Gateway-1#sh standby | section Preempt
  Preemption enabled

3. Authentication

HSRP employs authentication mechanisms, such as MD5 encryption, to prevent unauthorized devices from joining the group and sending messages to authenticated routers.

Use the same key on both routers.

This configuration is same on both Gateway-1 & Gateway-2

Gateway-1(config)#interface gigabitEthernet 0/1
Gateway-1(config-if)#standby 10 authentication md5 key-string CISCO-SECRET

To check Authentication:

Gateway-1#sh standby | section Authentication
  Authentication MD5, key-string

4. HSRP Version 2

When organizations aim to transfer traffic swiftly or require routers to become active within a shorter time frame, HSRP version 1 may not suffice. In version 1, the minimum hello timer is set to 1 second, with a hold timer of 3 seconds. However, this may not meet the requirements for rapid state changes. Version 2, on the other hand, supports millisecond granularity, allowing for quicker transitions to the active state.


Additionally, while version 1 supports group numbers within the range of 0-255, which may be limiting for organizations with numerous VLANs and multiple ISPs, version 2 extends this range to 0-4095, accommodating larger-scale deployments.


HSRP utilizes the multicast address 224.0.0.2 for communication, a common address for routers to advertise their messages. However, relying solely on this multicast address can sometimes lead to communication issues.


In contrast, version 2 of HSRP employs an independent multicast address, specifically 224.0.0.102, dedicated solely to HSRP communication, thus avoiding potential conflicts and communication problems.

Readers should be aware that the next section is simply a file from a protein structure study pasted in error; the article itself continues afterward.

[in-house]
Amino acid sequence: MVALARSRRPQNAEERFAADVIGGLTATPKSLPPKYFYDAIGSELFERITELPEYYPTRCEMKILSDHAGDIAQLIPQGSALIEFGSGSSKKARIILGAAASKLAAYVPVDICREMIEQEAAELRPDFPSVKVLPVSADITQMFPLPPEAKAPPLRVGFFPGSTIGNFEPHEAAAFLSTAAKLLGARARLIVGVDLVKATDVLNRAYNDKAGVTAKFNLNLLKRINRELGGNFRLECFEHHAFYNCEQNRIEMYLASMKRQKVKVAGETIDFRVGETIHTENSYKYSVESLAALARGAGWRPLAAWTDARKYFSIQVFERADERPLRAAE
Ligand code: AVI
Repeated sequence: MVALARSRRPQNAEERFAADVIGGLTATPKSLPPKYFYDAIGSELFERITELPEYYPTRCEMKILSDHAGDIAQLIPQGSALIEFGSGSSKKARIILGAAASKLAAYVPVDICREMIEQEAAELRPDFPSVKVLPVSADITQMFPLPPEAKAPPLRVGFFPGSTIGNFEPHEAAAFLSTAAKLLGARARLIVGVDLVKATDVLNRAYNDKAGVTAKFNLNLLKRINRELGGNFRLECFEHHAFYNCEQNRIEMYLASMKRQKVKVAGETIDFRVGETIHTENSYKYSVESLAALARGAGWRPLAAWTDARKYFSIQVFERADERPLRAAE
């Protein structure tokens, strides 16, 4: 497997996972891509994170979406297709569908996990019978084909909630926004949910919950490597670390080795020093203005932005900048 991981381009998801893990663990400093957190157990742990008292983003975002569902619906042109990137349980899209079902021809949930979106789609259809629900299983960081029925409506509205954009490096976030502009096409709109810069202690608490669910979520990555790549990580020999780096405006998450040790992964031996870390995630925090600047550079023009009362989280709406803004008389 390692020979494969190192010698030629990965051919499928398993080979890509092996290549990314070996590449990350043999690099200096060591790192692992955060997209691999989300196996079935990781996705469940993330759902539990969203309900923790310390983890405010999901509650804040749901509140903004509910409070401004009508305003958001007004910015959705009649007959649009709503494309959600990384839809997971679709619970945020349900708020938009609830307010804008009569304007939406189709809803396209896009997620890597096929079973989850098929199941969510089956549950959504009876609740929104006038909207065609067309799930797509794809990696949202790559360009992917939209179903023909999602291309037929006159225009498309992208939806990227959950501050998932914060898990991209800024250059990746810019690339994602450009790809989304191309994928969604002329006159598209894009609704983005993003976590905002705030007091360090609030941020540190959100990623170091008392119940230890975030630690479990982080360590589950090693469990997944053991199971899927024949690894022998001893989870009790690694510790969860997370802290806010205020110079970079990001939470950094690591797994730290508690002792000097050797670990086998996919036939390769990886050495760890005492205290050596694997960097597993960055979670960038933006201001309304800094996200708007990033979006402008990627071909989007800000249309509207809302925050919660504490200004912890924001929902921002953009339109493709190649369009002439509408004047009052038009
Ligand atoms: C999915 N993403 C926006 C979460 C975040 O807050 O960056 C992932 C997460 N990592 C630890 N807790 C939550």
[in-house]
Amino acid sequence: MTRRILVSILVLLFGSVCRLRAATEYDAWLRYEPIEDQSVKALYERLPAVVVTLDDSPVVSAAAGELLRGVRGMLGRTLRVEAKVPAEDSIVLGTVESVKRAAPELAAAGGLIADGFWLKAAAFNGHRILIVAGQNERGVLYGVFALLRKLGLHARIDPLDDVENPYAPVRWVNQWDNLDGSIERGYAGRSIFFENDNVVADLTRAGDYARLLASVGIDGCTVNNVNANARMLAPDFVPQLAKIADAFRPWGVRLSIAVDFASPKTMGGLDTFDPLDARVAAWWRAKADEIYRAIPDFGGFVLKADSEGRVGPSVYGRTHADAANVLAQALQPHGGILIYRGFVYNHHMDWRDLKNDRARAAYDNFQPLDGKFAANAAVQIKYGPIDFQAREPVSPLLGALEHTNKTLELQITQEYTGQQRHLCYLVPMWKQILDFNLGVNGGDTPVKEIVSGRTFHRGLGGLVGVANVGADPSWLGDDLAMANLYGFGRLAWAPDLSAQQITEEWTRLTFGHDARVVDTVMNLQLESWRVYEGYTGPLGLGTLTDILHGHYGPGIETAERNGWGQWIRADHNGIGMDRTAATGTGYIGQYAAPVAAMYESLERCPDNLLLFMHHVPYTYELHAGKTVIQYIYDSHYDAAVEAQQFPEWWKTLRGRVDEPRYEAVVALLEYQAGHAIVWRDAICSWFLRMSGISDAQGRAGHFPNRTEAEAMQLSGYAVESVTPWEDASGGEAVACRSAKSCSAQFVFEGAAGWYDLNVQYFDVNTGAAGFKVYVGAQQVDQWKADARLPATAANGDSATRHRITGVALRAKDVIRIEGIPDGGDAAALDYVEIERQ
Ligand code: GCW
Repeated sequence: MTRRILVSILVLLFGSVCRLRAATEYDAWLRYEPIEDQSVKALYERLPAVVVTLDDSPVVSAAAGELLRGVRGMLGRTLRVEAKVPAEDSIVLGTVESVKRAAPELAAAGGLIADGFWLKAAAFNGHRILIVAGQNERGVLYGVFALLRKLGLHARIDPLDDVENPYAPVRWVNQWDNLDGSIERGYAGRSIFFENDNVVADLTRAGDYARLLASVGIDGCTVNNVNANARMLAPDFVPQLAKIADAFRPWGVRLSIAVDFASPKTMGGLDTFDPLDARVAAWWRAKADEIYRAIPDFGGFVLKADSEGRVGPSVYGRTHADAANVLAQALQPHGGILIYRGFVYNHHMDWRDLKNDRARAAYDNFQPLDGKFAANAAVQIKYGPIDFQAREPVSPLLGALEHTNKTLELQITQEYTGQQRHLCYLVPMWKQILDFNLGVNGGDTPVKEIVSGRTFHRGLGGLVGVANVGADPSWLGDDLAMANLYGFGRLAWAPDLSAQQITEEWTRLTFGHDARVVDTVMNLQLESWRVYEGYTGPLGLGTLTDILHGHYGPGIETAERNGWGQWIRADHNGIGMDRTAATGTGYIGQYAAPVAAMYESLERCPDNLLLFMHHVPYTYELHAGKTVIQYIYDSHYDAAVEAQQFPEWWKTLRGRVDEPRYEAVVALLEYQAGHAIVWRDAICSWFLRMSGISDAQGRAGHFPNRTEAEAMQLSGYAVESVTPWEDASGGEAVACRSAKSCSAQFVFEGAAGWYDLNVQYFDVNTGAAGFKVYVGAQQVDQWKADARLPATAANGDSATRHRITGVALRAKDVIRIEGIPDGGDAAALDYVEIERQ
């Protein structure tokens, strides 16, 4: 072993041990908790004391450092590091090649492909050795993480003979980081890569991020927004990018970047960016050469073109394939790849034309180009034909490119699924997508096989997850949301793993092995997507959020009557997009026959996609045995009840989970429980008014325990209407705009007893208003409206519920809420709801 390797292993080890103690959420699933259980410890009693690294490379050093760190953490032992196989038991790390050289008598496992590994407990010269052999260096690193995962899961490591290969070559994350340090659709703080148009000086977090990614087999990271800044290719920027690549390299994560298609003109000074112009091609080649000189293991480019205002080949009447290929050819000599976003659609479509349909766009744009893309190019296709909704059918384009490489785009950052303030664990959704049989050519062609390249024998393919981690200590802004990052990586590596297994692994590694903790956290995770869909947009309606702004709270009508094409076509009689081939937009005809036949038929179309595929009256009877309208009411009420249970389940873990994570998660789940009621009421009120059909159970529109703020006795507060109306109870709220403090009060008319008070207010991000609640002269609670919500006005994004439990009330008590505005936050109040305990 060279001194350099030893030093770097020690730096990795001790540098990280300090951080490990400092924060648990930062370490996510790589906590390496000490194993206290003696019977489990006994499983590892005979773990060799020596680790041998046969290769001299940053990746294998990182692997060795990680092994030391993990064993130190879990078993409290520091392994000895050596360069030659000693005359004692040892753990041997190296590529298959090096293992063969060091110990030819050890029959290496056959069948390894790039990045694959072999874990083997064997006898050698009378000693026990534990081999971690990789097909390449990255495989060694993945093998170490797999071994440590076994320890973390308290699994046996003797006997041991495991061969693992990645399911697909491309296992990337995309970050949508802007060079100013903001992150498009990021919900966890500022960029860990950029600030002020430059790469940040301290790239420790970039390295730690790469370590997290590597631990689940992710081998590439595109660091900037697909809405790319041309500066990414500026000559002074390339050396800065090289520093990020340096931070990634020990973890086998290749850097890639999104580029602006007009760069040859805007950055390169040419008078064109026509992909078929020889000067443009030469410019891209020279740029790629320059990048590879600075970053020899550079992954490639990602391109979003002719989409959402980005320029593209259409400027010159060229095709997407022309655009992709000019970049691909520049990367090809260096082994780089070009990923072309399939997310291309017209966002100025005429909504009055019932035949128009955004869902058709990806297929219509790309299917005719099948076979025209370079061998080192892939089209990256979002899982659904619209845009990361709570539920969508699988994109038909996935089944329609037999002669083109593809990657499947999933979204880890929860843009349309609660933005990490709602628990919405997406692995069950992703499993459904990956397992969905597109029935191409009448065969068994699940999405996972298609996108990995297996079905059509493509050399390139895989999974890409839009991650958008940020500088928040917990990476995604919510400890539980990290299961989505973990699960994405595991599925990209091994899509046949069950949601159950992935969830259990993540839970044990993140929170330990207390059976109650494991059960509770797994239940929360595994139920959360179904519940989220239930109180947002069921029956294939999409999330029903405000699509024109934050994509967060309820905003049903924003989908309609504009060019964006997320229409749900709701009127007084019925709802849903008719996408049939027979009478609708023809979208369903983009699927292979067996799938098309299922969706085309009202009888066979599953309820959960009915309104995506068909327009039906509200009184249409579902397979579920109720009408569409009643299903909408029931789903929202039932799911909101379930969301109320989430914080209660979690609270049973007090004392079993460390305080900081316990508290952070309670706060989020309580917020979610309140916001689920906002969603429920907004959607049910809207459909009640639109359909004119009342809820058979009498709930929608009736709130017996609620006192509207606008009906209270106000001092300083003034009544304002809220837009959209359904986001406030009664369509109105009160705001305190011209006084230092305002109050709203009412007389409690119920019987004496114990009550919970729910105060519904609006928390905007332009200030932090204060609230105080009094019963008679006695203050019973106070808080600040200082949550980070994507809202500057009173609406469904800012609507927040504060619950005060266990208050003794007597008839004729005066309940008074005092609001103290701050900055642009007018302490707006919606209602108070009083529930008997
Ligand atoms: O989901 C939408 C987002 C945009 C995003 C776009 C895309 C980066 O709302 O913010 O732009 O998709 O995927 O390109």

This configuration is same on both Gateway-1 & Gateway-2

Gateway-1(config)#interface gigabitEthernet 0/1
Gateway-1(config-if)#standby version 2

HSRP assigns a virtual MAC address to the client devices. In version 1, the virtual MAC address format includes a (9ff0) 16-bit identifier, leaving only 8 bits for group designation, resulting in support for 256 groups. Conversely, version 2 utilizes a (9ff) 12-bit identifier, allowing for 4096 groups, effectively expanding the scalability and flexibility of HSRP deployments.


To check version on router:

Gateway-1#sh standby | include version
GigabitEthernet0/1 - Group 10 (version 2)

5. HSRP Timers

HSRP operates on the principle of redundancy, allowing for failover in case of router malfunctions or link failures. Key to this redundancy are the hello and hold timers, which regulate the exchange of information between routers within an HSRP group.

  1. Hello Timer: The hello timer determines the frequency with which routers exchange hello messages. By default, the hello timer is set to 3 seconds, indicating that routers broadcast hello messages every 3 seconds to the multicast group address. This periodic exchange facilitates router monitoring and detection of failures.

  2. Hold Timer: The hold timer, also known as the dead timer, defines the duration for which a router considers its peer as active if no hello message is received. HSRP sets the hold timer to three times the value of the hello timer, resulting in a default hold time of 9 seconds. During this period, if a router fails to receive a hello message from its peer, it transitions to the active state.